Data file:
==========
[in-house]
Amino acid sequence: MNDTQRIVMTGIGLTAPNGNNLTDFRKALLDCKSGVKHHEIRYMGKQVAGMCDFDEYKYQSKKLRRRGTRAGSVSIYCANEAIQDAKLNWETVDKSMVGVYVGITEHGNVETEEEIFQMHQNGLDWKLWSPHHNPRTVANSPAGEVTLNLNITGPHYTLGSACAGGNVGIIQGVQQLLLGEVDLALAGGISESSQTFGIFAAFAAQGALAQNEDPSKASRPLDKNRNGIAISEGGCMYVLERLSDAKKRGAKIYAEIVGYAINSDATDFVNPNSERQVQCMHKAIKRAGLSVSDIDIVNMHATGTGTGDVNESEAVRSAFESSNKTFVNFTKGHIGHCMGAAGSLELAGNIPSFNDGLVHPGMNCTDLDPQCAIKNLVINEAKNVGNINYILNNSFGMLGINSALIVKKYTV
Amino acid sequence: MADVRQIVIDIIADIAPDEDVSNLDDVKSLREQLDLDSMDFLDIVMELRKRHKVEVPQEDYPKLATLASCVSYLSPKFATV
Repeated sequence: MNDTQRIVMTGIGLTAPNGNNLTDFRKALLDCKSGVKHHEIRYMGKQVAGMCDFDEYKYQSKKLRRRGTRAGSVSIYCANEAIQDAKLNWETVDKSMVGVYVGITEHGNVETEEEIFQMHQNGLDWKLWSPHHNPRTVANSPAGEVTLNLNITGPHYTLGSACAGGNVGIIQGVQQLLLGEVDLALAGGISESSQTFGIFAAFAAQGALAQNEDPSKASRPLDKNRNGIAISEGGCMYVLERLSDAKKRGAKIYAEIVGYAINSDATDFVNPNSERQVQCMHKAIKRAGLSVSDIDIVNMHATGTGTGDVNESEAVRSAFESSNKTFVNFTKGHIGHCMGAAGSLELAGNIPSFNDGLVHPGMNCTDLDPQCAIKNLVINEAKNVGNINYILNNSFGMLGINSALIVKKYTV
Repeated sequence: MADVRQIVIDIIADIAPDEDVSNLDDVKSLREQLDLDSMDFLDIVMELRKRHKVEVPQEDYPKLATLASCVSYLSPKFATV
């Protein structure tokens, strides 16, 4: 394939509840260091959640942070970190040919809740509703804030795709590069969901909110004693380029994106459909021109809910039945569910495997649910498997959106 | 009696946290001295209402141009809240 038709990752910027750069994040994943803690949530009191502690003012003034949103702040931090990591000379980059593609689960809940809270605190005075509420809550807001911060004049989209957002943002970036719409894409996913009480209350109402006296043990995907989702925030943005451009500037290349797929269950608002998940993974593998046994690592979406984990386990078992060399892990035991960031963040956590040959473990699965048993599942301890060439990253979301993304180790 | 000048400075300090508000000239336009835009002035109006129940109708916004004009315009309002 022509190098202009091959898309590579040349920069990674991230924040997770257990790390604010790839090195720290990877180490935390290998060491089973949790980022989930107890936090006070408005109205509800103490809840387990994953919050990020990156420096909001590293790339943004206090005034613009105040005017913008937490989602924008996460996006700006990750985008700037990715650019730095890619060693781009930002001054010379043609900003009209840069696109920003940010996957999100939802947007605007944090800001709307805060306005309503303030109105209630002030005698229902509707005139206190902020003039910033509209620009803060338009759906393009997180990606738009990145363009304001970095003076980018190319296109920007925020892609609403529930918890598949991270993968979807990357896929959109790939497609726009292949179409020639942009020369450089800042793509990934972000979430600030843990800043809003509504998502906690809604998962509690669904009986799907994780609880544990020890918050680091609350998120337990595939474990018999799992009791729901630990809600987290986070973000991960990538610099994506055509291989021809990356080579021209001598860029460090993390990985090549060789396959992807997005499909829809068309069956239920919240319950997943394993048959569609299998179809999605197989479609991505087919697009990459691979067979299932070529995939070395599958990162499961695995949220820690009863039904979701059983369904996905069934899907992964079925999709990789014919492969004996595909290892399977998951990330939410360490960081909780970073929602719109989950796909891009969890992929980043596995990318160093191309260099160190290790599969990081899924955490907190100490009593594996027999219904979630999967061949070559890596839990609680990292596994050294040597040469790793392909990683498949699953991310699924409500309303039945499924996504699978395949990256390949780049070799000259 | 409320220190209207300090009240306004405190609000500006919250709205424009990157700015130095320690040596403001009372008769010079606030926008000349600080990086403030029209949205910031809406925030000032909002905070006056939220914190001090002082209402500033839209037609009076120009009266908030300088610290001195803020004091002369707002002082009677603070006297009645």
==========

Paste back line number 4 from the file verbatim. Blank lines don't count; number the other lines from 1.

Repeated sequence: MNDTQRIVMTGIGLTAPNGNNLTDFRKALLDCKSGVKHHEIRYMGKQVAGMCDFDEYKYQSKKLRRRGTRAGSVSIYCANEAIQDAKLNWETVDKSMVGVYVGITEHGNVETEEEIFQMHQNGLDWKLWSPHHNPRTVANSPAGEVTLNLNITGPHYTLGSACAGGNVGIIQGVQQLLLGEVDLALAGGISESSQTFGIFAAFAAQGALAQNEDPSKASRPLDKNRNGIAISEGGCMYVLERLSDAKKRGAKIYAEIVGYAINSDATDFVNPNSERQVQCMHKAIKRAGLSVSDIDIVNMHATGTGTGDVNESEAVRSAFESSNKTFVNFTKGHIGHCMGAAGSLELAGNIPSFNDGLVHPGMNCTDLDPQCAIKNLVINEAKNVGNINYILNNSFGMLGINSALIVKKYTV